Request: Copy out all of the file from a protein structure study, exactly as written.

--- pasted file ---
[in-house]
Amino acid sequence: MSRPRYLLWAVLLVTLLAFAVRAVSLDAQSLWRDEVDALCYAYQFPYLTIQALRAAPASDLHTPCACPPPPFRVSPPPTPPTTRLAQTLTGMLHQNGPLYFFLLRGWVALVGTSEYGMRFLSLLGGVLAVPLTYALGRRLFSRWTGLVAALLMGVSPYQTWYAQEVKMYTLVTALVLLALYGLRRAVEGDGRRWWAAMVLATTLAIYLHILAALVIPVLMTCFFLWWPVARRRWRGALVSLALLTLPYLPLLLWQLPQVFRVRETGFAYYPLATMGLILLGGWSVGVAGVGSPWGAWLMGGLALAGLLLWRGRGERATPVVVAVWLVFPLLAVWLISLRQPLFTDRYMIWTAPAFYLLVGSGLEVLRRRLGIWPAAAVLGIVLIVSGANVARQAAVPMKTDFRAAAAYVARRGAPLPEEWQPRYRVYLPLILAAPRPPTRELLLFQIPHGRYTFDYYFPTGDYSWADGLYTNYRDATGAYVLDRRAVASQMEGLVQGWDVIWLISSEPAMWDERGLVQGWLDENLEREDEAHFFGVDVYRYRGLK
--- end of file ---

[in-house]
Amino acid sequence: MSRPRYLLWAVLLVTLLAFAVRAVSLDAQSLWRDEVDALCYAYQFPYLTIQALRAAPASDLHTPCACPPPPFRVSPPPTPPTTRLAQTLTGMLHQNGPLYFFLLRGWVALVGTSEYGMRFLSLLGGVLAVPLTYALGRRLFSRWTGLVAALLMGVSPYQTWYAQEVKMYTLVTALVLLALYGLRRAVEGDGRRWWAAMVLATTLAIYLHILAALVIPVLMTCFFLWWPVARRRWRGALVSLALLTLPYLPLLLWQLPQVFRVRETGFAYYPLATMGLILLGGWSVGVAGVGSPWGAWLMGGLALAGLLLWRGRGERATPVVVAVWLVFPLLAVWLISLRQPLFTDRYMIWTAPAFYLLVGSGLEVLRRRLGIWPAAAVLGIVLIVSGANVARQAAVPMKTDFRAAAAYVARRGAPLPEEWQPRYRVYLPLILAAPRPPTRELLLFQIPHGRYTFDYYFPTGDYSWADGLYTNYRDATGAYVLDRRAVASQMEGLVQGWDVIWLISSEPAMWDERGLVQGWLDENLEREDEAHFFGVDVYRYRGLK